by Jon LeSage, editor and publisher, Green Auto Market
Here’s my take on the 10 most significant and interesting occurrences during the past week…….
- Tesla Motors is masterful at getting people to impatiently wait for the electric carmaker to unveil a new technology. The “D” model announced on Thursday wasn’t a new electric car, but an all-wheel drive version of the Model S that will roll out in 2015. It will offer a semi-autonomous driving system that it calls Autopilot. Cameras and infrared sensors read speed limit signs and the speed of cars around the Model S; it also features collision avoidance and lane-keeping assist systems. Drivers can change lanes simply by switching on the turn signal. Tesla says Autopilot is able to park the car once you leave it. The Model S 85D will have 295 miles of range compared to 261 for the ordinary Model S, and it will be more energy efficient than previous versions of the Model S. “A system like this is inherently able to achieve better road holding,” Tesla CEO Elon Musk wrote in the company’s blog. “We were able to improve almost everything about the car.” Some media and stock market analysts found the hyped announcement to be overinflated; others have been fascinated.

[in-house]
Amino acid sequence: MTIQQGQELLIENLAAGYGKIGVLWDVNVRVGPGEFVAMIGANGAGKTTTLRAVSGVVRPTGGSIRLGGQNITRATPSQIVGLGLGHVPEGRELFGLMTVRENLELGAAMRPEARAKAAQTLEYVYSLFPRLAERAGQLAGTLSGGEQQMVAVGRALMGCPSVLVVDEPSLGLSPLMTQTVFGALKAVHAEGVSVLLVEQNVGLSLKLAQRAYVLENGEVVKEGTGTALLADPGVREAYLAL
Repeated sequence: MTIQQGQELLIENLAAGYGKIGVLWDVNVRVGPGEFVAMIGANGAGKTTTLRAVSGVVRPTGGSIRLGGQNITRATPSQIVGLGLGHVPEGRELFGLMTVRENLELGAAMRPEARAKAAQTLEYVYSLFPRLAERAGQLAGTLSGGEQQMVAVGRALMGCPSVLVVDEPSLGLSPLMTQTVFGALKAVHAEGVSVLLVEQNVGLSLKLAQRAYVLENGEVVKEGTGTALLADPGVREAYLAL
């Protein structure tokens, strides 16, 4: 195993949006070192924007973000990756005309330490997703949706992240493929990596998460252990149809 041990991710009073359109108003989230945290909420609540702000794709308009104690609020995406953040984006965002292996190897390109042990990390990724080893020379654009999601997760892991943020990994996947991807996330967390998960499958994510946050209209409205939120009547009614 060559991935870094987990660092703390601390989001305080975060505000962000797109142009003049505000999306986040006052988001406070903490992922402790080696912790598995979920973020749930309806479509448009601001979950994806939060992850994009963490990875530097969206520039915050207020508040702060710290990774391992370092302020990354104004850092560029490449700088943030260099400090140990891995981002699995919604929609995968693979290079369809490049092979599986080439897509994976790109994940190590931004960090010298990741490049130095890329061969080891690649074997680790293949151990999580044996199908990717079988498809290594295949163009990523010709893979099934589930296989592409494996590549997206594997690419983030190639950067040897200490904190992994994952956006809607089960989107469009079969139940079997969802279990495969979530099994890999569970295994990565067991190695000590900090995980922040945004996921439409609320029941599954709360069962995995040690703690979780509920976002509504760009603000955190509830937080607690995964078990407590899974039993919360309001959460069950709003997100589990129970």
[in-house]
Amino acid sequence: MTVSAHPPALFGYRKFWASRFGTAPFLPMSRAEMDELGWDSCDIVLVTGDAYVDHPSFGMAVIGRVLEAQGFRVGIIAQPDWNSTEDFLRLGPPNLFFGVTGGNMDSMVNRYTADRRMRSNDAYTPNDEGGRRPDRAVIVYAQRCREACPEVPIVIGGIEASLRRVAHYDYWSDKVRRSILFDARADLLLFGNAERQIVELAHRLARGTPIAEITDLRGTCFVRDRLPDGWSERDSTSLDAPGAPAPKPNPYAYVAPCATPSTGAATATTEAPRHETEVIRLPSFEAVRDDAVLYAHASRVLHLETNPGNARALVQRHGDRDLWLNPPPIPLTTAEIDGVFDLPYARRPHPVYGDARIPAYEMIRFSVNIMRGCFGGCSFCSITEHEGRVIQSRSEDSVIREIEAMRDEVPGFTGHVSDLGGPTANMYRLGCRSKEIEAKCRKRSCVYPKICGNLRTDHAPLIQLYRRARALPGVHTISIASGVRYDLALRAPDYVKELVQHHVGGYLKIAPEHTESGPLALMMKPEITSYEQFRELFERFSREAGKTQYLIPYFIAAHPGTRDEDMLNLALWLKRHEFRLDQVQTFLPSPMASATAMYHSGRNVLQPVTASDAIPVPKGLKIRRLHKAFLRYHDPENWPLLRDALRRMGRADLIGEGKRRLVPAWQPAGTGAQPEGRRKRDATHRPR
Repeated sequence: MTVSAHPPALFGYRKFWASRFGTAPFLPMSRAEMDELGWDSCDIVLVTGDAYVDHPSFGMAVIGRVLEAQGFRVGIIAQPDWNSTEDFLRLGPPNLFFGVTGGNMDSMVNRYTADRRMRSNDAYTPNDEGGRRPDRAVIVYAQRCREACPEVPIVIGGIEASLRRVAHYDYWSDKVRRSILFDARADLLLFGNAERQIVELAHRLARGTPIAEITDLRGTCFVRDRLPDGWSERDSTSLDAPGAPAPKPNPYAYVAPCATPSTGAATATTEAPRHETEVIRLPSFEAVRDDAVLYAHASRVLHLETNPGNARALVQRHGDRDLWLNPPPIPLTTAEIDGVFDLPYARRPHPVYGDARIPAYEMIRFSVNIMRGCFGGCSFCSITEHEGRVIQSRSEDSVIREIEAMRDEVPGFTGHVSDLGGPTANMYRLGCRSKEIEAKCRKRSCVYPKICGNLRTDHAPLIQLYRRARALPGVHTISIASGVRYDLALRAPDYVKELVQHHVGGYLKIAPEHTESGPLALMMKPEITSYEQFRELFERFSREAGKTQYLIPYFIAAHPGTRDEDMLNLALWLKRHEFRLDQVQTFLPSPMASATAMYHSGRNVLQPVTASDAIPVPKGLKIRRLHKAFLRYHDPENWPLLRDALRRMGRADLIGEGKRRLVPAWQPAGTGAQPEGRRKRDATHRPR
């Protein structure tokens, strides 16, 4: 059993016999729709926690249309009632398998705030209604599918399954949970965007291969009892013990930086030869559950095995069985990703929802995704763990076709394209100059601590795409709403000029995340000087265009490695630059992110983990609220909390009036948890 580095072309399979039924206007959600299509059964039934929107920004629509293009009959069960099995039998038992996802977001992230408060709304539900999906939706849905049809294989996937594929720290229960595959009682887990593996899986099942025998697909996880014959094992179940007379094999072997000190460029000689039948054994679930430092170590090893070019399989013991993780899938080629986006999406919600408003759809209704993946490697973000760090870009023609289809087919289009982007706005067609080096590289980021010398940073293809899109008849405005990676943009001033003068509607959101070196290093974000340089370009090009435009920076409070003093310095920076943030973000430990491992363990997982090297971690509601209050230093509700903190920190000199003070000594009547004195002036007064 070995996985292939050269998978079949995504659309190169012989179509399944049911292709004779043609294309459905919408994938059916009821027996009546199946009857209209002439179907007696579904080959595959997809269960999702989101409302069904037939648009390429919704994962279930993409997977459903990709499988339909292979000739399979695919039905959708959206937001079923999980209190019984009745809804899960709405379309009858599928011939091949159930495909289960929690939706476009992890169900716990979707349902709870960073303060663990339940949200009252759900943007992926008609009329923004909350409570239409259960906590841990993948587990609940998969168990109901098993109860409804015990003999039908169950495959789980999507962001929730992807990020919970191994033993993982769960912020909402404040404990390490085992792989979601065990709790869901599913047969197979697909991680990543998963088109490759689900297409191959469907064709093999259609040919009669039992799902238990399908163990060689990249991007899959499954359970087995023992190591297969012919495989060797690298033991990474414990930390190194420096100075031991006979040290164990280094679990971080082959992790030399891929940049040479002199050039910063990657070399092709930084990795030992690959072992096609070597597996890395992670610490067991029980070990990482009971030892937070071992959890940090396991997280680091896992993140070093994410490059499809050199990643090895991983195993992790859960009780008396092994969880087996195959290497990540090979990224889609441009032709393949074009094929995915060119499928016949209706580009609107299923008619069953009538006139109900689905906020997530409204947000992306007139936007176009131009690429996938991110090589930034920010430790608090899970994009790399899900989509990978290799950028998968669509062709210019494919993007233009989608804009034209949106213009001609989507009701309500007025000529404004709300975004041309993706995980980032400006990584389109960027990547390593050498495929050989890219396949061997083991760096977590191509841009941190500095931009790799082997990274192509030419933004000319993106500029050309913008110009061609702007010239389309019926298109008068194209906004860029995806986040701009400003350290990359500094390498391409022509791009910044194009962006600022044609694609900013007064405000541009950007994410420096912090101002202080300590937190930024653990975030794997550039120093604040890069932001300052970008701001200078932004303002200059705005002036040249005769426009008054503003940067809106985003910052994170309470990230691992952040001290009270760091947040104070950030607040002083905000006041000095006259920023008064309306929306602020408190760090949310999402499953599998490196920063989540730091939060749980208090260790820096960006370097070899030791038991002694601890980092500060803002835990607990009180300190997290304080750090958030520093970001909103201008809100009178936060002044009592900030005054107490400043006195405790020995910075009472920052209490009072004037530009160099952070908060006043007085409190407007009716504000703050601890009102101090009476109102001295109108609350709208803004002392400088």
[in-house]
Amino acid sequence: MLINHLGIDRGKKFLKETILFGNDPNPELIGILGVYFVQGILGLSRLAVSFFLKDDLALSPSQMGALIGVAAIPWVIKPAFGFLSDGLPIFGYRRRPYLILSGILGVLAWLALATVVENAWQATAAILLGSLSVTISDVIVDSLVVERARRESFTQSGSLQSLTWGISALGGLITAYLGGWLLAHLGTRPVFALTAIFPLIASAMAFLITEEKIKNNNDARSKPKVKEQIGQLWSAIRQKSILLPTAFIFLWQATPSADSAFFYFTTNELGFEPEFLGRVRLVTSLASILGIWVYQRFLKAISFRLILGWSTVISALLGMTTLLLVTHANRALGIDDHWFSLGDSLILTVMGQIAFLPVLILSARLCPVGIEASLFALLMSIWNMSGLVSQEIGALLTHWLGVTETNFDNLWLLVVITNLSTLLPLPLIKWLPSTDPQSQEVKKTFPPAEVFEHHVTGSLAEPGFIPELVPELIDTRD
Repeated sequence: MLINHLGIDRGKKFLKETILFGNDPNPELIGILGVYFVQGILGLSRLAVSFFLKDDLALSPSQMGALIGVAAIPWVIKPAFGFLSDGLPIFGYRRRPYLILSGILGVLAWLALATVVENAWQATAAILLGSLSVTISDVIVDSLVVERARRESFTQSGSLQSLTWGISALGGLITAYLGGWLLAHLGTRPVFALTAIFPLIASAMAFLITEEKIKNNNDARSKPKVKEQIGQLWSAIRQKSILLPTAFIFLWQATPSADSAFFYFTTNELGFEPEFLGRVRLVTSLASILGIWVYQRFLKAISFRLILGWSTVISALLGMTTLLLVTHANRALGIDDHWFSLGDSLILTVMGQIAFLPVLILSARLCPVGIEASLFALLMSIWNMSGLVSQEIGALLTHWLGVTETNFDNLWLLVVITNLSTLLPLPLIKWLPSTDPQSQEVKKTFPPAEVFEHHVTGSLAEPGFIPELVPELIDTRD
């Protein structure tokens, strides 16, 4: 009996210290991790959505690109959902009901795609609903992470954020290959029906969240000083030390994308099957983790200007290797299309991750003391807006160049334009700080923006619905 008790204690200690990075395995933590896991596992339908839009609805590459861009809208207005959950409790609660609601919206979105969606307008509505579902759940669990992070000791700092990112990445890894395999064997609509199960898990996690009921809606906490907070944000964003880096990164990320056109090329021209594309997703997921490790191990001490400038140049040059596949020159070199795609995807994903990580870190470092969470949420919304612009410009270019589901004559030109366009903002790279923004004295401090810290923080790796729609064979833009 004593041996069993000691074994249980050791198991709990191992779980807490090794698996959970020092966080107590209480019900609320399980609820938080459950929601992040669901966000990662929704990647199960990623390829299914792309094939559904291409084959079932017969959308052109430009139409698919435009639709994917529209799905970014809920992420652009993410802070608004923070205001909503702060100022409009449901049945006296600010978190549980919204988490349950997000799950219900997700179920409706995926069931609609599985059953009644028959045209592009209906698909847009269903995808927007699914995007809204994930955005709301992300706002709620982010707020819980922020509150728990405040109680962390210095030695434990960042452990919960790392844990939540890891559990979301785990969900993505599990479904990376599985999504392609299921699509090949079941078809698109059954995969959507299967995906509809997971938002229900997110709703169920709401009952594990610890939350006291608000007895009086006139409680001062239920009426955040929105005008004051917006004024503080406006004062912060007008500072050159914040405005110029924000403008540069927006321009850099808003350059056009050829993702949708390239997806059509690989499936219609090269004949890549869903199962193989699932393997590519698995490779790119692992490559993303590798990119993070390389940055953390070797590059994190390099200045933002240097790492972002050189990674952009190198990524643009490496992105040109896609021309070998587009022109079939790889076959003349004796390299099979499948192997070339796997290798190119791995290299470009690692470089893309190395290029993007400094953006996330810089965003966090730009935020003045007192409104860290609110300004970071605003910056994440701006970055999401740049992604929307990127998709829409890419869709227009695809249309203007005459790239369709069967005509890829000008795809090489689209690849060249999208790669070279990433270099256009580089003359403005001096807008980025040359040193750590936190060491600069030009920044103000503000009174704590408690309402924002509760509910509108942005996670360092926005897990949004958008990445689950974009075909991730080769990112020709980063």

- More DOE funding rolling out. As part of its $25 billion Advanced Technology Vehicle Manufacturing (ATVM) low-interest loan program, the US Department of Energy may soon be awarding new loans. These new loans will probably go to parts suppliers and not OEMs, with one or two awards expected to be announced this year. Lighter-weight materials for fuel efficiency, such as aluminum alloy, may be part of the low-interest loans. There have been no new ATVM loans since late 2011, with more than $15 billion remaining in the coffer.
- Another plug-in hybrid Cadillac. Cadillac will debut a plug-in hybrid version of its CT6 large sedan late next year, according to product chief Mark Reuss. It will get at least 70 mpg. The next CT6 will have a wide range of advanced technologies available – a six-cylinder turbocharged engine that goes up to 400 hp, a stop-start system, and an eight-speed automatic transmission. Lightweight construction will also help fuel economy, Reuss said – it’s going to be eight inches longer and 53 pounds lighter than the Cadillac CTS. Cadillac also has a battery electric sedan in the planning stages.